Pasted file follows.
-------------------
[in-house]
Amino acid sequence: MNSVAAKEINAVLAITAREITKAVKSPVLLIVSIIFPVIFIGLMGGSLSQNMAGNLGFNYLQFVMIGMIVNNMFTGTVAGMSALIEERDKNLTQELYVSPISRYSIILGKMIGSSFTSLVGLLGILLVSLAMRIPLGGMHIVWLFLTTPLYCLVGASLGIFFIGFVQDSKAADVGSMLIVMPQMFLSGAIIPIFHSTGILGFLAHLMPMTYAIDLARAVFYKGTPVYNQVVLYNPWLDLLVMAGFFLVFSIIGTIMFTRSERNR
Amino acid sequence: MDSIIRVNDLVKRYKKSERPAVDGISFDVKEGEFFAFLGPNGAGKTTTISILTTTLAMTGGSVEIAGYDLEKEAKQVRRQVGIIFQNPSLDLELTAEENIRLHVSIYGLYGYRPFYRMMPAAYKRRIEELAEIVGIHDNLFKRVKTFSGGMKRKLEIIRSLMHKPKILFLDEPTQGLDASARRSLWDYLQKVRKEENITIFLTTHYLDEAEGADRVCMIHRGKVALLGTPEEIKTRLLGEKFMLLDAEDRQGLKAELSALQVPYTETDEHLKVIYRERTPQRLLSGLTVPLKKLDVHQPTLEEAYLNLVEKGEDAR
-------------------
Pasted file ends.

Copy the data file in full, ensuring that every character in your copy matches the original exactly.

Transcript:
[in-house]
Amino acid sequence: MNSVAAKEINAVLAITAREITKAVKSPVLLIVSIIFPVIFIGLMGGSLSQNMAGNLGFNYLQFVMIGMIVNNMFTGTVAGMSALIEERDKNLTQELYVSPISRYSIILGKMIGSSFTSLVGLLGILLVSLAMRIPLGGMHIVWLFLTTPLYCLVGASLGIFFIGFVQDSKAADVGSMLIVMPQMFLSGAIIPIFHSTGILGFLAHLMPMTYAIDLARAVFYKGTPVYNQVVLYNPWLDLLVMAGFFLVFSIIGTIMFTRSERNR
Amino acid sequence: MDSIIRVNDLVKRYKKSERPAVDGISFDVKEGEFFAFLGPNGAGKTTTISILTTTLAMTGGSVEIAGYDLEKEAKQVRRQVGIIFQNPSLDLELTAEENIRLHVSIYGLYGYRPFYRMMPAAYKRRIEELAEIVGIHDNLFKRVKTFSGGMKRKLEIIRSLMHKPKILFLDEPTQGLDASARRSLWDYLQKVRKEENITIFLTTHYLDEAEGADRVCMIHRGKVALLGTPEEIKTRLLGEKFMLLDAEDRQGLKAELSALQVPYTETDEHLKVIYRERTPQRLLSGLTVPLKKLDVHQPTLEEAYLNLVEKGEDAR